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BWW Reviews: JERSEY BOYS is a Blast at the Fox Theatre

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BWW Reviews: JERSEY BOYS is a Blast at the Fox Theatre

I don't think there's any "jukebox musical" that's as entertaining and interesting as Jersey Boys, and there are a lot of musicals out there that rely on classic rock, pop, country and blues for their score. What sets Jersey Boys apart from the rest is the fact that it actually has a story to tell (book by Marshall Brickman and Rick Elice), and it integrates these timeless tunes seamlessly (music by Bob Gaudio and lyrics by Bob Crewe, although a plethora of other songwriters contribute as well) by examining how they were created and recorded. The current touring production playing the Fabulous Fox Theatre is a nostalgic blast that's sharply performed and staged.

Basically, the plot of this musical tells the biography of Frankie Valli and The Four Seasons, the popular group that sold millions of records while taking the pop charts by storm. Mostly narrated by the original founder of the group, the ubiquitous Tommy DeVito, it's a litany of the constant changes that most bands go through as they struggle for success, and the price they often pay for the rewards and fame that that brings with it.

Nicolas Dromard excels as Tommy; foul-mouthed, opinionated, and defiant, with a Fender Telecaster slung over his shoulder, he takes command of the proceedings, explaining his version of how the band came together and split apart. Hayden Milanes is just perfect as the angel voiced Frankie, vunerable at first, his confidence grows as the band takes flight, and so does the power he's able to exert. Quinn Vanantwerp is also up to task as Bob Gaudio, the songwriter and performer who takes the group to the next level with his catchy compositions and business savvy. Barry Anderson amuses as producer Bob Crewe, and Adam Zelasko does nice work as Nick Massi, the bass player in the band. A talented and versatile supporting cast fill in the rest of the roles.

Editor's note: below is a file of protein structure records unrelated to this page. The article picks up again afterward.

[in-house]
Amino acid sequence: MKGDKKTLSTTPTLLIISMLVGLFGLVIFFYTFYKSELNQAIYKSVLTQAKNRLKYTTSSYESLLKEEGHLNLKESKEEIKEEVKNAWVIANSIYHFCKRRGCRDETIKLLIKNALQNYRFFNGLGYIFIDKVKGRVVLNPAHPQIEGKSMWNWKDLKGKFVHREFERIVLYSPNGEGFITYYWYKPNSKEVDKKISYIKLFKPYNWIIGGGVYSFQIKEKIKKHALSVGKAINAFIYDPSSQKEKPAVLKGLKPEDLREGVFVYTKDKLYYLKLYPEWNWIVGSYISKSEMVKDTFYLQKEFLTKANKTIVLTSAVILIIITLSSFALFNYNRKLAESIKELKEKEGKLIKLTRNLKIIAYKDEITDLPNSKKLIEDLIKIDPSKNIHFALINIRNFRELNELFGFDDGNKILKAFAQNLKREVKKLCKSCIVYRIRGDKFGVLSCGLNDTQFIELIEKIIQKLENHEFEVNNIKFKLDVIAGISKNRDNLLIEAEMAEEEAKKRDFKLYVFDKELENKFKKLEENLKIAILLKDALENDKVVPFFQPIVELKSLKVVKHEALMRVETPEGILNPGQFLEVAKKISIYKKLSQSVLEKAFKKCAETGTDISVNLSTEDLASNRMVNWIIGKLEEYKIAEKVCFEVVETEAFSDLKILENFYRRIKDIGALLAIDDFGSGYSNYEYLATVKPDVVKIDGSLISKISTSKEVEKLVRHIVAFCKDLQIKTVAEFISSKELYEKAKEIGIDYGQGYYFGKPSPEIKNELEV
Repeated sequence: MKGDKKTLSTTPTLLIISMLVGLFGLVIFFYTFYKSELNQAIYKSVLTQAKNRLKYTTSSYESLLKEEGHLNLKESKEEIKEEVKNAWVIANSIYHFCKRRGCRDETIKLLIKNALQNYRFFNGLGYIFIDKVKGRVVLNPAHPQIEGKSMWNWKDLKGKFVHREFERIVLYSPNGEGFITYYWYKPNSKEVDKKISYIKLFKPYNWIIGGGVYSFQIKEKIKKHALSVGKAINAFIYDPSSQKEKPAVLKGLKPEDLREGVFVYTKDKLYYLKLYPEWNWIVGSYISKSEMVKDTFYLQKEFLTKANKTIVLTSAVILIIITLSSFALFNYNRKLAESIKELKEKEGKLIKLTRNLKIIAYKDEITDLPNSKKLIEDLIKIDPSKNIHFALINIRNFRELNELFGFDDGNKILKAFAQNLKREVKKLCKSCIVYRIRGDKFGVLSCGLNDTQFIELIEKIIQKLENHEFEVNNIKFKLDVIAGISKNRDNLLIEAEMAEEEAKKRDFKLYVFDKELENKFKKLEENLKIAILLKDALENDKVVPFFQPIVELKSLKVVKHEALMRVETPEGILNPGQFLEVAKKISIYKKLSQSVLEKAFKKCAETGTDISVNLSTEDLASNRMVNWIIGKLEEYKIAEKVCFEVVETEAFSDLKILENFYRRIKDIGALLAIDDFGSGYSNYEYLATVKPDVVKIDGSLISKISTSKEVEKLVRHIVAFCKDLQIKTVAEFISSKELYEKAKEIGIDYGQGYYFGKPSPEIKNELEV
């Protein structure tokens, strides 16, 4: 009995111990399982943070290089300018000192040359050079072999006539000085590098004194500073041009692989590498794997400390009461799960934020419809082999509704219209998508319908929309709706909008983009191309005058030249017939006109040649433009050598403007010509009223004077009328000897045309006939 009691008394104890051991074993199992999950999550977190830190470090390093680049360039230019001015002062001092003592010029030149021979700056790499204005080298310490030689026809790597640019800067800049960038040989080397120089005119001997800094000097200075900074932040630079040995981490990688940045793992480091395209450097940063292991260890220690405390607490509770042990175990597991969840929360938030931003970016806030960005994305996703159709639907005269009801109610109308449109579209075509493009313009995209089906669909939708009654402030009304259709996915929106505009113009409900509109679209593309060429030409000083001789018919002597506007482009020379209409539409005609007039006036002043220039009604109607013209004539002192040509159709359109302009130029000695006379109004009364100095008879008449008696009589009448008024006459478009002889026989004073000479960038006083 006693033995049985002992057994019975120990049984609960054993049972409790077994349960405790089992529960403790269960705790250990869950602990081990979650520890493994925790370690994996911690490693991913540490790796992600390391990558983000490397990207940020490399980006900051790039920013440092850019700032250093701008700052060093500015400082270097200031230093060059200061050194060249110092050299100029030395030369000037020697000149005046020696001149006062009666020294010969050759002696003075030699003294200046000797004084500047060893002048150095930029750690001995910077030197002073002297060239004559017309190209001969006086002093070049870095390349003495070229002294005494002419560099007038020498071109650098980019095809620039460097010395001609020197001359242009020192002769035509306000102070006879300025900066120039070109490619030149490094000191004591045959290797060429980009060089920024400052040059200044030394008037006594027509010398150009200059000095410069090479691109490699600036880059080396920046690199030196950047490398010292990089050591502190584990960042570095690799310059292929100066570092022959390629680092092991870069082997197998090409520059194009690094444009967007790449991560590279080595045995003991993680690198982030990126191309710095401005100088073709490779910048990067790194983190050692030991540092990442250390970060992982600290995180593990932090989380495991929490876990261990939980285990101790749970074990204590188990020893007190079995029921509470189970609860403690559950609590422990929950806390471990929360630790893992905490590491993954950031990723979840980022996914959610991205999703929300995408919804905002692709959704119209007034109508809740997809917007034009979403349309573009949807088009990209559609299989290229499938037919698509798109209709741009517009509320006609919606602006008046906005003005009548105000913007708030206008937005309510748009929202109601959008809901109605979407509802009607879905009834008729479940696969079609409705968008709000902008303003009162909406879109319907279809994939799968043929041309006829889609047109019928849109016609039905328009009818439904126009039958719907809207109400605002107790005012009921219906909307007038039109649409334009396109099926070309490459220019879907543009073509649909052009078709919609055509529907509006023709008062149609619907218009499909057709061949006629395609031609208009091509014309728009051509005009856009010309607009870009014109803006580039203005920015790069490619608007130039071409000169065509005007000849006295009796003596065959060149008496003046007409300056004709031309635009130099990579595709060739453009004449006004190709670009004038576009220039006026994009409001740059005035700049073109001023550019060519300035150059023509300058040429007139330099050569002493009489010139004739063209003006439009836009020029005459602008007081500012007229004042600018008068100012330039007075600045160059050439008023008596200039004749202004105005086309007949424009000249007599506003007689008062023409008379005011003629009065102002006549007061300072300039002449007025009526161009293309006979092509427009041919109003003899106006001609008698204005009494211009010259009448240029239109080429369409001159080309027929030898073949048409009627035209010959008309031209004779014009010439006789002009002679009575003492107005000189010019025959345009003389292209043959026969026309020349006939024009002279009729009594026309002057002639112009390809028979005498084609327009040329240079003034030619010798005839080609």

Des McAnuff's direction keeps things hopping along at a sprightly pace. Klara Zieglerova's tiered scenic design works wonderfully in concert with Michael Clark's comic book style projections. Howell Brinkley's lighting is alternately flashy and dramatic as needed. Jess Goldstein's costumes are spot on, and Sergio Trujillo's choreography is eye-catching.

Jersey Boys is just a whole lot of fun, and anytime it comes around it's worth seeing. Check it out at the Fox Theatre through March 2, 2014.

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Chris Gibson Chris has been active in the local theatre scene for over 30 years. In addition to his acting work, he's also contributed as a director, writer and composer. Though, initially a film buff, he grew tired of the sanitized, PG-13 rated blockbusters that were being continually shoved down his throat by the studios. An opportunity to review theatre in St. Louis has grown exponentially with the sudden explosion of venues and talent in the region. He now finds himself obsessed with witnessing those precious, electric moments that can only happen live, on stage.


 
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